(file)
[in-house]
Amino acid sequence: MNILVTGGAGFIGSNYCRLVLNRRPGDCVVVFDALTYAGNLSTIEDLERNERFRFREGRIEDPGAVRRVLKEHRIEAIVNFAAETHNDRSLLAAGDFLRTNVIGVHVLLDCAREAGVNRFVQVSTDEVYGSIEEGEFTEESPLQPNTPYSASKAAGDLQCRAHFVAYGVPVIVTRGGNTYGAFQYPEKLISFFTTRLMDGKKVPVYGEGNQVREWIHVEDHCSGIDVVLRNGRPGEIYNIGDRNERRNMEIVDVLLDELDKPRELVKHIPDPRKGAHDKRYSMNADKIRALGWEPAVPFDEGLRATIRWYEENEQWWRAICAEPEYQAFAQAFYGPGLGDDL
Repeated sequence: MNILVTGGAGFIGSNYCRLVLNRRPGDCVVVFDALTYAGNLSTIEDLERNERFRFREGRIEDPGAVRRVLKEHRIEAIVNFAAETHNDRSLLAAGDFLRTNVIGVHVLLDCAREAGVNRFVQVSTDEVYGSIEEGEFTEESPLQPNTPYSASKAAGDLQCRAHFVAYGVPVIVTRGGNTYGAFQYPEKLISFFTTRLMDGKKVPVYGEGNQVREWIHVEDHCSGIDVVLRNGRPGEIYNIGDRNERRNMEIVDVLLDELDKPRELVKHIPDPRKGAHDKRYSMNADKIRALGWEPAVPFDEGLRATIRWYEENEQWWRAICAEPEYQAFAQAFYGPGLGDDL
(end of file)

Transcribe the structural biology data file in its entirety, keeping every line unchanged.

[in-house]
Amino acid sequence: MNILVTGGAGFIGSNYCRLVLNRRPGDCVVVFDALTYAGNLSTIEDLERNERFRFREGRIEDPGAVRRVLKEHRIEAIVNFAAETHNDRSLLAAGDFLRTNVIGVHVLLDCAREAGVNRFVQVSTDEVYGSIEEGEFTEESPLQPNTPYSASKAAGDLQCRAHFVAYGVPVIVTRGGNTYGAFQYPEKLISFFTTRLMDGKKVPVYGEGNQVREWIHVEDHCSGIDVVLRNGRPGEIYNIGDRNERRNMEIVDVLLDELDKPRELVKHIPDPRKGAHDKRYSMNADKIRALGWEPAVPFDEGLRATIRWYEENEQWWRAICAEPEYQAFAQAFYGPGLGDDL
Repeated sequence: MNILVTGGAGFIGSNYCRLVLNRRPGDCVVVFDALTYAGNLSTIEDLERNERFRFREGRIEDPGAVRRVLKEHRIEAIVNFAAETHNDRSLLAAGDFLRTNVIGVHVLLDCAREAGVNRFVQVSTDEVYGSIEEGEFTEESPLQPNTPYSASKAAGDLQCRAHFVAYGVPVIVTRGGNTYGAFQYPEKLISFFTTRLMDGKKVPVYGEGNQVREWIHVEDHCSGIDVVLRNGRPGEIYNIGDRNERRNMEIVDVLLDELDKPRELVKHIPDPRKGAHDKRYSMNADKIRALGWEPAVPFDEGLRATIRWYEENEQWWRAICAEPEYQAFAQAFYGPGLGDDL